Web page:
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The prisoner's dilemma assumes that the players are selfish; that is, they do not care what happens to the other player. This assumption is not always true. Sometimes people do worry about others. Suppose, for example, that the two prisoners are fellow revolutionaries dedicated to the ideals of their cause, or they are husband and wife. In these cases, even with the payoffs given in the first table, it is unlikely that either prisoner will confess. Each prisoner in these cases considers not just what will happen to him as a result of his decision, but also what will happen to the other prisoner.

However, one should not argue that "good" motives necessarily lead to good results. Suppose that there is hard evidence that links two criminals to a crime and that each cares a great deal about the other. If neither confesses, both may serve ten years. Under these circumstances, each may confess to the crime, claiming that he alone was responsible in an effort to help his fellow prisoner. But if both try to help the other by admitting guilt, they both may end up serving more time than if each had maintained silence. Of course, this would not happen if they could communicate and plan their strategies, but often in life both information and communication are lacking. "Good" motives with poor knowledge can result in harm to the group welfare.

If one ignores problems of information and knowledge, a conclusion one can draw from the stories about prisoners is that there are two ways for groups (including that largest group, the nation) to get good results. Groups can take motivations or goals as given and try to find incentives (payoffs) that yield desired results, or groups can take incentives as given and try to find motivations or goals that yield desired results. However, a closer look at the assumption of self-interest suggests that the problems of information and knowledge cannot be ignored, and that they place important limitations on the ways groups can organize.1

In discussing self-interest, one must distinguish between people's actions and motives in small-group situations and in large-group situations. In small-group situations, as in a family, tribe, or a pre-industrial village, self-interest seems to be only one of many motives determining actions. At least as important are motives such as loyalty, duty, affection, and compassion. In such situations narrow self-interest—ignoring the interests of others—is a vice. Small groups often depend on selfless motives to get good results. The most basic of groups, the family, could not exist without selfless motives. In a family, good intentions usually lead to good results because family members have extensive knowledge about each other. In small groups, people often consider how their actions affect others in the group.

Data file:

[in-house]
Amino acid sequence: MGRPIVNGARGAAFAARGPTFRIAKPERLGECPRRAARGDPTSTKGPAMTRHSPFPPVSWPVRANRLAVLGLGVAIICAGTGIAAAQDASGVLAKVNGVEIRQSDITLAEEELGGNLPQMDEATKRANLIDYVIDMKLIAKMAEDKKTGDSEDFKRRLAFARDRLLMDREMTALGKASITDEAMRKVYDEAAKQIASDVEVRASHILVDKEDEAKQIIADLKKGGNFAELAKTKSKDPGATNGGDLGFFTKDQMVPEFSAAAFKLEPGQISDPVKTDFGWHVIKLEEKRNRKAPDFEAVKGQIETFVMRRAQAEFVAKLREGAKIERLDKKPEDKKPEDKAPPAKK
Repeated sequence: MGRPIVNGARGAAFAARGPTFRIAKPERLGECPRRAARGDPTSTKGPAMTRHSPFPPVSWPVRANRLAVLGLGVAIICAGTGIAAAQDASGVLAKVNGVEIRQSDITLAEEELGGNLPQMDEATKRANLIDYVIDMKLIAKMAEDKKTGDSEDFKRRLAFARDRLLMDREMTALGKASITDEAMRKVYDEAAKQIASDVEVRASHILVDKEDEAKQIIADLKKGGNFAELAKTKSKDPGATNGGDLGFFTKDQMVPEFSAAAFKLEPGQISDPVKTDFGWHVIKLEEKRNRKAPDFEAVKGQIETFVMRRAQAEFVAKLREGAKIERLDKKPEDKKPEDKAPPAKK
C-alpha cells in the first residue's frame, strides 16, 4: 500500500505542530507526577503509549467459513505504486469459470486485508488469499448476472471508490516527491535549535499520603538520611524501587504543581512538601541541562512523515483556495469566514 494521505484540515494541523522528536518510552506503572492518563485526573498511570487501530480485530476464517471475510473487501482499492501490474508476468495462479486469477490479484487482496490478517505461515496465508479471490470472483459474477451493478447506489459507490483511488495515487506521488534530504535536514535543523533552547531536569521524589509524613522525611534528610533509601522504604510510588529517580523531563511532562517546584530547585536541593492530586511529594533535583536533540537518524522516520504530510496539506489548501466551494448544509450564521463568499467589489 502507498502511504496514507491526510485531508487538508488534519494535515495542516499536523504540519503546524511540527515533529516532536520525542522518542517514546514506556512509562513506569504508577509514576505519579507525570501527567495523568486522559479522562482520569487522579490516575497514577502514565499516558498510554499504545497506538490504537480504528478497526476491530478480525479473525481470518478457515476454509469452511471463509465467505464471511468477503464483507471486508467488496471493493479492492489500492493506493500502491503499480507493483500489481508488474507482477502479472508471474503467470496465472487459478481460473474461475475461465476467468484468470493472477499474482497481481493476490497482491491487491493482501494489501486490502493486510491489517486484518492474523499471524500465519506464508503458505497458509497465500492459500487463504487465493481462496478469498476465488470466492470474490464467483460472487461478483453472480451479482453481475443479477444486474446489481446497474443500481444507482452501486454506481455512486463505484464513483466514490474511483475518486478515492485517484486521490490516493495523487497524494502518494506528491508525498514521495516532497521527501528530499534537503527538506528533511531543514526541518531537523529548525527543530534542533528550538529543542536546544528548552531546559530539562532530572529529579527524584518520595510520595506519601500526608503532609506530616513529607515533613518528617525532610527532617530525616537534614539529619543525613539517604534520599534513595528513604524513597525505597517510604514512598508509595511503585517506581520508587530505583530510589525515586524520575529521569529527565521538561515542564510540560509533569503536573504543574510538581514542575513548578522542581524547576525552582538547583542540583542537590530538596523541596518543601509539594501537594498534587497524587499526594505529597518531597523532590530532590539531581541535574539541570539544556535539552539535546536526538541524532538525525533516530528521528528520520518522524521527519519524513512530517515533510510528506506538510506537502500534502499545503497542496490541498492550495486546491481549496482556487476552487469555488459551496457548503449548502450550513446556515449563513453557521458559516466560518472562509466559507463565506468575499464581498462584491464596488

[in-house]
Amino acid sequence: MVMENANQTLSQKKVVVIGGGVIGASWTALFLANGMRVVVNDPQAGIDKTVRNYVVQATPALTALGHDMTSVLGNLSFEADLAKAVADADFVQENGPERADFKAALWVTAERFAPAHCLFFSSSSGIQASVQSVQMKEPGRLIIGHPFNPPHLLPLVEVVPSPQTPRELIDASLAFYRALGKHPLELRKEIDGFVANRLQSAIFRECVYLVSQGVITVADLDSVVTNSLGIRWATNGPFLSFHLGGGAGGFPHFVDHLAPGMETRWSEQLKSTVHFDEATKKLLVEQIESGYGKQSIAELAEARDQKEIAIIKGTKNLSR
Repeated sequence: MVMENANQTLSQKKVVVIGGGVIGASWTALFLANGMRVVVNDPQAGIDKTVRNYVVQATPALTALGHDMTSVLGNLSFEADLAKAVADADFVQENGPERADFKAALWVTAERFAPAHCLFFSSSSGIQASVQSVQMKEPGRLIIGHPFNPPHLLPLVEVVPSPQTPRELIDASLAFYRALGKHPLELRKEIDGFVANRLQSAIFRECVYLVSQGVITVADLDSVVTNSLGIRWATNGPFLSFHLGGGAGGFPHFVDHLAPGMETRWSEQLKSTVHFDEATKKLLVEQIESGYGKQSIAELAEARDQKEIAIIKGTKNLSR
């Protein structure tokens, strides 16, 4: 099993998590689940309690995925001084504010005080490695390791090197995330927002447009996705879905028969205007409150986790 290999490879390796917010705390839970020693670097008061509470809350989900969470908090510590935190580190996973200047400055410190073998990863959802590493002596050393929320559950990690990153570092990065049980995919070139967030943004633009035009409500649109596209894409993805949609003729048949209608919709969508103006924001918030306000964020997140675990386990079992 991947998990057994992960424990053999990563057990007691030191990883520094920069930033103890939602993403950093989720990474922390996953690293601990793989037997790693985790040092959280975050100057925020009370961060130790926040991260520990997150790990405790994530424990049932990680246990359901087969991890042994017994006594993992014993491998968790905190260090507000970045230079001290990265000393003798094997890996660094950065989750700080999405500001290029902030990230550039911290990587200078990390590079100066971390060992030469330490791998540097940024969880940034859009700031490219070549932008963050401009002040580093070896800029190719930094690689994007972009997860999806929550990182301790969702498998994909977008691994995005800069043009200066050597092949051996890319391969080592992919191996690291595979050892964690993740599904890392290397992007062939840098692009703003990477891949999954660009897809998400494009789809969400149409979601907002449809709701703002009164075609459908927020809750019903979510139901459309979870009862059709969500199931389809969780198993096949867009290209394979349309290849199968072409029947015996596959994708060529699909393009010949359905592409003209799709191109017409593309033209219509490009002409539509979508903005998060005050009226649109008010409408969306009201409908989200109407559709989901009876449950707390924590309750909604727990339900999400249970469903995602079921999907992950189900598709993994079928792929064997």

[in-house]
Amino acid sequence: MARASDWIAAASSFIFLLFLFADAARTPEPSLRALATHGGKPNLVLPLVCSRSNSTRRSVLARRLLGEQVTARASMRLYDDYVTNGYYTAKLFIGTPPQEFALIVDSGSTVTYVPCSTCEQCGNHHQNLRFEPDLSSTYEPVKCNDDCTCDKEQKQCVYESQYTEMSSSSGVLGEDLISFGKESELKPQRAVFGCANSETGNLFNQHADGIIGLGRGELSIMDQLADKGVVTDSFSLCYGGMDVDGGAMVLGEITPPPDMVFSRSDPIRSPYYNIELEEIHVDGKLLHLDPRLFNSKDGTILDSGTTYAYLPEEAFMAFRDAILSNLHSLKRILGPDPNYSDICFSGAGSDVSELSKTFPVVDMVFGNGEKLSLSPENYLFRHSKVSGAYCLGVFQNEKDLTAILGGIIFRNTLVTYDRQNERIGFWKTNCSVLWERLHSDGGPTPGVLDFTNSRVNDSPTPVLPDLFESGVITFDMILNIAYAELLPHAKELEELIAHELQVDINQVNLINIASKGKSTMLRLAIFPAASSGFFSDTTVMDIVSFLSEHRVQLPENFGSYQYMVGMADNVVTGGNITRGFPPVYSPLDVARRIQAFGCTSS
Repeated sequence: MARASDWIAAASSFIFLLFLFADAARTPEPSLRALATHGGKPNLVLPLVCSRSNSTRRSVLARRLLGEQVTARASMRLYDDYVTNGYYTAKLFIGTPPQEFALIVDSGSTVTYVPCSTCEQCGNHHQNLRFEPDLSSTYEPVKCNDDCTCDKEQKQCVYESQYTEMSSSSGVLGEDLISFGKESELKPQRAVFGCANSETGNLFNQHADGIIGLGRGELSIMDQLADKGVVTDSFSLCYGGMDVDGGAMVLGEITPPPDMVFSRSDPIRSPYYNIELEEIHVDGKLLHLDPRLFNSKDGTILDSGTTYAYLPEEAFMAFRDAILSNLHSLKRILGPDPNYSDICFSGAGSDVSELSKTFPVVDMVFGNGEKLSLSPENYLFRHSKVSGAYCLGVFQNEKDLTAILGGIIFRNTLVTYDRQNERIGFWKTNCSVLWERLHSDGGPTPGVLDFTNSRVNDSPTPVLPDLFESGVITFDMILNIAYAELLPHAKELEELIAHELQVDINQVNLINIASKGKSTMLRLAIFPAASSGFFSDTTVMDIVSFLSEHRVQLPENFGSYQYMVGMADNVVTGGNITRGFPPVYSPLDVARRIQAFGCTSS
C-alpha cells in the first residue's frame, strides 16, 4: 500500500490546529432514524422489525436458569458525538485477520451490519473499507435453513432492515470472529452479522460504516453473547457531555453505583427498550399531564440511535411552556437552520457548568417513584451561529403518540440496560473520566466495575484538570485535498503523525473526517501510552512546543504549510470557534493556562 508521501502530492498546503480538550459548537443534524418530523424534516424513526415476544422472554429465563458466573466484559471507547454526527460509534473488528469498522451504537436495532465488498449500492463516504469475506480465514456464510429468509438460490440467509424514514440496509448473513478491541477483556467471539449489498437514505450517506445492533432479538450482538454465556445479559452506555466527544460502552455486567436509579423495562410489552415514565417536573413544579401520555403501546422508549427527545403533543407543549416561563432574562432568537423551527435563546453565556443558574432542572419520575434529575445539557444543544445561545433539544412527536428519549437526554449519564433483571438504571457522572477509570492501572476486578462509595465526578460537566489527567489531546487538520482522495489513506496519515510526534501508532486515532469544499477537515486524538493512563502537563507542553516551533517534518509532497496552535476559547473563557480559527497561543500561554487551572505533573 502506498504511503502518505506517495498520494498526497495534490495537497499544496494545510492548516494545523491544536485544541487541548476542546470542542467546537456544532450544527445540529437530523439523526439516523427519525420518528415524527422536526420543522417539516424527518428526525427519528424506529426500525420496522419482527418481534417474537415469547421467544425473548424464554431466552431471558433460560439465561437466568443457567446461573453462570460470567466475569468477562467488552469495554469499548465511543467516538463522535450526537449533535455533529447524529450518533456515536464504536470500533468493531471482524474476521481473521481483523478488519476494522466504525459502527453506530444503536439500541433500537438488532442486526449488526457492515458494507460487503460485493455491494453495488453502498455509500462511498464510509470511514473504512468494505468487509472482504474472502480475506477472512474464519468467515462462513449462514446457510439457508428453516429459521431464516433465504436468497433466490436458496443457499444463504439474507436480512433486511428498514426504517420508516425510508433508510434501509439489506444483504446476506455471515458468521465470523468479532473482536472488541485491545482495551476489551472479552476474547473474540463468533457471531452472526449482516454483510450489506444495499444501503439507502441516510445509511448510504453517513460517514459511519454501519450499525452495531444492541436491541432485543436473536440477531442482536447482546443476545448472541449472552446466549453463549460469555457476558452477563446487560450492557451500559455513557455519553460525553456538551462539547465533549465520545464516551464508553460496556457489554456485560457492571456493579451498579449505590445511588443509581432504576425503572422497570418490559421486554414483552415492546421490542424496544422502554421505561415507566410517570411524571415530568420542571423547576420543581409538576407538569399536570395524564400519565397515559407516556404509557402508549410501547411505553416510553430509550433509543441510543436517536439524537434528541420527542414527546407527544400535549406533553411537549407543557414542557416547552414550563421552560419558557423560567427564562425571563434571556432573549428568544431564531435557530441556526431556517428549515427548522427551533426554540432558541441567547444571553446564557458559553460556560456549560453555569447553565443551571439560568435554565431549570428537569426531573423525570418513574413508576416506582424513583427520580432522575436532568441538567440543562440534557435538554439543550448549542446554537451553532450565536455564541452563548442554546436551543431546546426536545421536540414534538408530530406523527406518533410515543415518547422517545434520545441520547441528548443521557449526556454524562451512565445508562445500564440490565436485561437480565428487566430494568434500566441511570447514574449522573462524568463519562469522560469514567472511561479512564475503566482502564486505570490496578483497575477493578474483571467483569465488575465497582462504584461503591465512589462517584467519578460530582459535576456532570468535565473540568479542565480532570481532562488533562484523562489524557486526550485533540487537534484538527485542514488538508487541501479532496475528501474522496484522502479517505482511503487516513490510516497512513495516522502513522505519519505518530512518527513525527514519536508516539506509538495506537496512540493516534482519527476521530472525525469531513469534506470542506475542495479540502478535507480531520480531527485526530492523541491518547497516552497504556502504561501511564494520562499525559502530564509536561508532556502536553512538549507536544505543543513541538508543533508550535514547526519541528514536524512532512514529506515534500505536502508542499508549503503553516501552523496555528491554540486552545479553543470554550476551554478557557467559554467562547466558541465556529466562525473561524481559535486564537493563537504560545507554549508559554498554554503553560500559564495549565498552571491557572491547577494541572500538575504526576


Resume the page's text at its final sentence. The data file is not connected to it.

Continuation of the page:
It is dangerous to assume that large groups can be organized in the same way as small groups. As groups get larger, more and more knowledge is needed if good motives are to lead to good results, and less and less is generally available. In addition, as groups grow larger, those affected by a person's actions change from identifiable people to anonymous strangers and this can affect behavior.

When one makes a distinction between small groups and large groups, one finds that the assumptions needed to get "self-interested" behavior are extremely weak. In fact, it is possible to assume that people are perfectly altruistic—they care only about the well-being of others—and end up with behavior that appears self-interested. One need only assume that the altruism is very strong toward the small groups with which people are associated (such as families or friends) and weak or nonexistent toward strangers (the large-group world). For example, a man who is interested in the well-being of his family acts in a way that, as far as the large group is concerned, may be indistinguishable from actions motivated by narrow self-interest. He will demand as much pay as he can get for his work and will try to pay the lowest price he can for the goods he purchases. An appeal made to him to work at a lower pay for the common good is likely to be resisted because it will harm the group he is most interested in helping, his family.

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1Adam Smith thought deeply about this problem over two centuries ago. Smith recognized that many things, such as love, friendship, envy, and sympathy, motivate people to act, but he concluded that only self interest would generate the cooperation with strangers need for large-scale specialization and division of labor. For Smith, greater division of labor meant a higher standard of living. For more on Smith and self interest, see Ronald Coase, Essays on Economics and Economists , especially Chapter Seven.
Copyright Robert Schenk